The Citroen GS is fifty years old, and being a car that still attracts plenty of enthusiasts today that milestone is worthy of celebration. But it also serves as a reminder of the many wonderful cars that Citroen has produced before and since.
So along with the GS there’s no better time to delve into the French firm’s back catalogue and remind ourselves that they really did do things a little differently.
Launched in August 1970, Robert Opron gave Citroen’s new family car the sort of aerodynamic styling that separated it from any rival. There was a range of four-cylinder engines – there was even a rare Birotor Wankel-engine model – and the clever hydropneumatic suspension system, while the cabin was spacious and just a little quirky. The GSA hatchback arrived in 1979, and when production ended in 1986 around 1.9 million examples had been made.
The Deux Chevaux is a legendary Citroen, one designed to be driven across a ploughed field without breaking a basket of eggs. Air-cooled, twin-cylinder engines produced tiny power and performance, but the driving experience was like nothing else, and it even had a starring role in James Bond film, For Your Eyes Only. Some were built in Slough, too. Around £3000 bags a decent one and everything is available to re-build them.
The Déesse (or Goddess) amazed the crowds at the 1955 Paris Motor Show, and 12,000 were ordered on the first day alone. Almost 1.5 million were built over two decades while the futuristic styling, wonderful driving experience, and innovative hydraulically-powered suspension, steering and brakes ensure it still stands out today. There was also a cheaper, simpler ID and huge estate but whichever you choose there really is nothing else like it.
Essentially the replacement for the DS, the big saloon arrived in 1974. Retaining the same sleek looks and clever running gear, there were plenty of models to choose from and the estates were simply vast. A livelier 2400GTi was added to the range, while 1984’s GTi Turbo was properly quick. The Series 2 of 1985 dialled-back the quirkiness a little, especially inside, and the estate remained in production right through until 1990.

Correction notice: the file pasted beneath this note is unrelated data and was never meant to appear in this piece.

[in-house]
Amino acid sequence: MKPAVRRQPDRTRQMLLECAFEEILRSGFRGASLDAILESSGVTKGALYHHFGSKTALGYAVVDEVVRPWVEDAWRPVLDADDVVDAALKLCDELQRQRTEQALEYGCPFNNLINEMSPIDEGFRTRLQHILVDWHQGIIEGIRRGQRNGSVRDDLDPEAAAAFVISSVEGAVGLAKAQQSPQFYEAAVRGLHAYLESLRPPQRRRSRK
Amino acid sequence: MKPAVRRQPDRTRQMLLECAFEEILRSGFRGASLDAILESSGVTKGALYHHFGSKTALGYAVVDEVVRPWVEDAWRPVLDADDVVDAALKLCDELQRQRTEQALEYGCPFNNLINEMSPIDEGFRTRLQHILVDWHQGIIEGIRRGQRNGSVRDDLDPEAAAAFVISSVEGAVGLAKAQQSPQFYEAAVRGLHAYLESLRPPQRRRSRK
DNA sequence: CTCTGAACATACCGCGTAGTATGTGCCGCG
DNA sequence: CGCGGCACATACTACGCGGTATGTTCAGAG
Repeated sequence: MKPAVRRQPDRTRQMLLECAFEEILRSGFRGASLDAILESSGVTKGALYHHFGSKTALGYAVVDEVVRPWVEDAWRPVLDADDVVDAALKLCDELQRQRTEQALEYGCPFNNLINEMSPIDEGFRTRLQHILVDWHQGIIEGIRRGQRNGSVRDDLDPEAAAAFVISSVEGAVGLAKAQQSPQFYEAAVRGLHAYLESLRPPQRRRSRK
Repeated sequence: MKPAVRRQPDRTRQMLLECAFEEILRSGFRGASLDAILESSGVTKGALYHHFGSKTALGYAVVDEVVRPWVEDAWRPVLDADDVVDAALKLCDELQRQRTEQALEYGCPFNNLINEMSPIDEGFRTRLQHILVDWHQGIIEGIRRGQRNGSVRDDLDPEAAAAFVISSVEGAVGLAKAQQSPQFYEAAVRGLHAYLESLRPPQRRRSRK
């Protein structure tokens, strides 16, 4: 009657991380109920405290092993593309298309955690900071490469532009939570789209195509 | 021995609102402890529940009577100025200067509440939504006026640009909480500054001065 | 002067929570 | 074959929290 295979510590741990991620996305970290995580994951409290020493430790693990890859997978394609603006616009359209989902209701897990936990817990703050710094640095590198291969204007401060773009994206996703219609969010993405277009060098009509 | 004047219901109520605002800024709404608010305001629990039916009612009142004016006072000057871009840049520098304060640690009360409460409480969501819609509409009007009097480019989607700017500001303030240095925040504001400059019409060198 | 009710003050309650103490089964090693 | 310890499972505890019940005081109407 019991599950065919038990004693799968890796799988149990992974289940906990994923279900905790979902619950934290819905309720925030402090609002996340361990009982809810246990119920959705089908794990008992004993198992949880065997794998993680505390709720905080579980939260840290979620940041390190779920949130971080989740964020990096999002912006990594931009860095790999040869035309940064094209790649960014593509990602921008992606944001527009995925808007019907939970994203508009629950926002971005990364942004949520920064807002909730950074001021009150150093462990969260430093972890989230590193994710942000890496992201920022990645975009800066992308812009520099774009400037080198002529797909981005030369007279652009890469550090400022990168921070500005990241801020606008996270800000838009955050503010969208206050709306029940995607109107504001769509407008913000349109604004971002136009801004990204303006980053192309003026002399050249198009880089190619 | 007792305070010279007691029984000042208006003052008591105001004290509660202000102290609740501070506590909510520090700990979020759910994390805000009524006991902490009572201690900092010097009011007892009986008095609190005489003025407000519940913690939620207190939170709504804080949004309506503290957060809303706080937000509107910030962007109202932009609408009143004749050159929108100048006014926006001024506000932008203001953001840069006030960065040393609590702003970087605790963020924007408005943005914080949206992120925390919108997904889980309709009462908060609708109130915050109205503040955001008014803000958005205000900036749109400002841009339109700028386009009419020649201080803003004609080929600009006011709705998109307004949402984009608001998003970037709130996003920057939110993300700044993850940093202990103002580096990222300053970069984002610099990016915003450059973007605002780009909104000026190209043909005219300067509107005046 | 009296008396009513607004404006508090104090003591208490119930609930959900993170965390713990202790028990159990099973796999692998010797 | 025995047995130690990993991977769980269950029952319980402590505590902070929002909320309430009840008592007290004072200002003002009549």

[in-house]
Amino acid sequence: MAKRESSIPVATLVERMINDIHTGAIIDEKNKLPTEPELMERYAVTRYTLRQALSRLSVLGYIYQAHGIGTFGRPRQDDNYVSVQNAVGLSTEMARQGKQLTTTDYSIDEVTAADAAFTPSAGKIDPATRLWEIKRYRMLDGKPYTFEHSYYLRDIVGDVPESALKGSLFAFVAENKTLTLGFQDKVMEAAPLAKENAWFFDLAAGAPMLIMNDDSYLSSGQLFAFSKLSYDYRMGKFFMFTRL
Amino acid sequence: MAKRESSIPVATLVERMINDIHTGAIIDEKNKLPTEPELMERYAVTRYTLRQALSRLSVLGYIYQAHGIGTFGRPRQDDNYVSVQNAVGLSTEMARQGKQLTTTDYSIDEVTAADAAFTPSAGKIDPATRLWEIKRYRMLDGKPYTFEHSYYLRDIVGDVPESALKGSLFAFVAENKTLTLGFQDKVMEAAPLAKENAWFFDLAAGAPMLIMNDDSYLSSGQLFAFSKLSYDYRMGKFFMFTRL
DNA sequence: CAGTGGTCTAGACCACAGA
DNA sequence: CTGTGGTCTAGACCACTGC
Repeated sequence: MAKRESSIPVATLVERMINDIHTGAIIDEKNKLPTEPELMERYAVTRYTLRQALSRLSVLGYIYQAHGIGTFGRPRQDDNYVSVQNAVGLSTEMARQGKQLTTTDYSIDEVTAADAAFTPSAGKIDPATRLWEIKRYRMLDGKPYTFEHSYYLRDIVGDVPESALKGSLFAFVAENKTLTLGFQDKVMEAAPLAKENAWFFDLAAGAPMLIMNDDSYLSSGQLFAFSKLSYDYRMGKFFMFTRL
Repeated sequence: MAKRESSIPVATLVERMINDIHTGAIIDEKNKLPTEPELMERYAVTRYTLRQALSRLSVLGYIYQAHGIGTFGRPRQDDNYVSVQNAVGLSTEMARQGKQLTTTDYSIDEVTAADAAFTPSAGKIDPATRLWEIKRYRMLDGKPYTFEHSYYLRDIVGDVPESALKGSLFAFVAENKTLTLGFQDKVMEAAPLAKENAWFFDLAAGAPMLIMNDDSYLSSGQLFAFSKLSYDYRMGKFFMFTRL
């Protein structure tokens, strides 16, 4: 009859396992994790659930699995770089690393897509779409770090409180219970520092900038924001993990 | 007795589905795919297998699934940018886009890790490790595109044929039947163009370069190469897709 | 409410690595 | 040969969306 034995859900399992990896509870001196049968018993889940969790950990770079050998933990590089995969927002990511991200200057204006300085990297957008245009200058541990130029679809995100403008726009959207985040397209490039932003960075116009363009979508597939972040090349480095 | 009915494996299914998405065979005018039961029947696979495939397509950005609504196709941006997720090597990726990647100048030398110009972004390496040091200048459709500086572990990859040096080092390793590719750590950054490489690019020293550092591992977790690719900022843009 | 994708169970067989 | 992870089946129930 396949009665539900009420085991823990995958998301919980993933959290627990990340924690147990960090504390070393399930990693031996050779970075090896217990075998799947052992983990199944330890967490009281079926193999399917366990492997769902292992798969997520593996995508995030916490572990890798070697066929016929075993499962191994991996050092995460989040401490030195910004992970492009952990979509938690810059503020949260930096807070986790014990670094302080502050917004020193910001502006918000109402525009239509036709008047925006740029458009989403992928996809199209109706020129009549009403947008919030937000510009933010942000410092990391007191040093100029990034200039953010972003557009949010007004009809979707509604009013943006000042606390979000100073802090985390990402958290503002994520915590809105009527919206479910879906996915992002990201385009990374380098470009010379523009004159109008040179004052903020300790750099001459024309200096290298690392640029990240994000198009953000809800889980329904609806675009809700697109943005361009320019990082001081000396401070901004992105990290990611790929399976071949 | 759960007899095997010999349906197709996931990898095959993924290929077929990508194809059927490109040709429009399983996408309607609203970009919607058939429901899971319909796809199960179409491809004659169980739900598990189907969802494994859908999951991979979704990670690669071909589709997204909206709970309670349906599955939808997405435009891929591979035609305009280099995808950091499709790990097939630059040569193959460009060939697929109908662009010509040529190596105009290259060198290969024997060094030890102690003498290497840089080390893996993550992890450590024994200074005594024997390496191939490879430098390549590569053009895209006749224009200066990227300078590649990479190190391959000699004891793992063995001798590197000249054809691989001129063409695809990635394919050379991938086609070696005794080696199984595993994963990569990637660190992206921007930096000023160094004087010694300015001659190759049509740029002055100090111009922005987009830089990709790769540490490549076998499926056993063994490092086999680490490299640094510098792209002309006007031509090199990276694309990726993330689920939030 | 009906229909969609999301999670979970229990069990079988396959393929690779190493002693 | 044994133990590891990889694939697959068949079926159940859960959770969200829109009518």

Born from Citroen’s purchase by Maserati in 1968, the SM was launched at the Geneva Motor Show two years later. Pairing Robert Opron styling with a Maserati all-alloy V6 engine (in 2.7- and 3.0-litre form) resulting in something very special, and it’s no surprise that the very best command in excess of £50,000. Almost all are left-hand drive and specialists say the manual is best. Try a good example and you’ll be smitten.
Advertised with the slogan ‘Loves Driving, Hates Garages’ Citroen’s new family model arrived in 1982. Styled by Bertone, it paired sharp exterior looks with a typically unusual cabin, and it rode and handled neatly, too. Using plastic for the bonnet and tailgate kept weight down, while a wide range of engines and trims ensured there was a model for every preference, including a lively GTi. Revised in 1986, the BX lasted until 1994.
Named after a type of camel and launched in 1968, the Mehari was meant to be both fun and useful. With Dyane underpinnings and clad in ABS plastic body panels, it was powered by a 602cc air-cooled twin managing just 28bhp. It lacked performance but did have bags of character, and with a few updates over the years – including front disc brakes in 1978 – it finally disappeared in 1987 with around 145,000 made.
Claimed to be the first mass-produced front-wheel drive car, the model that arrived in 1934 was overseen by AndréLefebvre and combined streamlined styling with a technically advanced specification. Monocoque body construction, hydraulic brakes and rack and pinion steering all featured, while the later 1911cc engine was a fine performer. Production ended in 1955 with the Traction Avant proving a huge success, even becoming the car of choice for television detective, Maigret.
Bertone was once again responsible for penning Citroen’s largest model, the XM being launched in 1989. Comfortable, spacious and packed with equipment, there was computer-controlled Hydractive suspension, a wide of range of engines, and a huge estate built by Heuliez. After the Series 2 model in 1995 production ended five years later with 333,775 made. Prices have been creeping up, but you’ll still find a usable one for around £2000.
The BX replacement was launched at the 1993 Geneva Motor Show, and with good looks and a decent driving experience it found plenty of satisfied buyers. A choice of hatchback or estate models and a plentiful range of engines helped its appeal, while the high-tech Activa model with suspension that cancelled body roll still fascinates today. Fewer than a thousand are still on the road, so grab one while you can.
The AX of 1986 was light and frugal as well as affordable, and it soon proved popular, but the model we’re interested in is the peppier Gti featuring a 1.4-litre engine producing 100bhp and 89lb ft of torque. Modest outputs by today’s standards, true, but they only had to shift around 800kg so performance was enjoyably lively – 0-60mph was achieved in less than 9.0 seconds with a top speed of almost 120mph.
Citroen’s small cars are always interesting, and the Visa is no exception. Introduced in 1978 it would offer a range of air-cooled and larger, water-cooled engines, while the Gti hot hatchback borrowed its motor from the Peugeot 205 GTi. There was even a Cabriolet from 1983. The cabin featured unusual ‘satellite’ switch pods, and despite conventional suspension there was still a typically soft ride. Sadly, it’s another Gallic rarity that’s disappearing fast.
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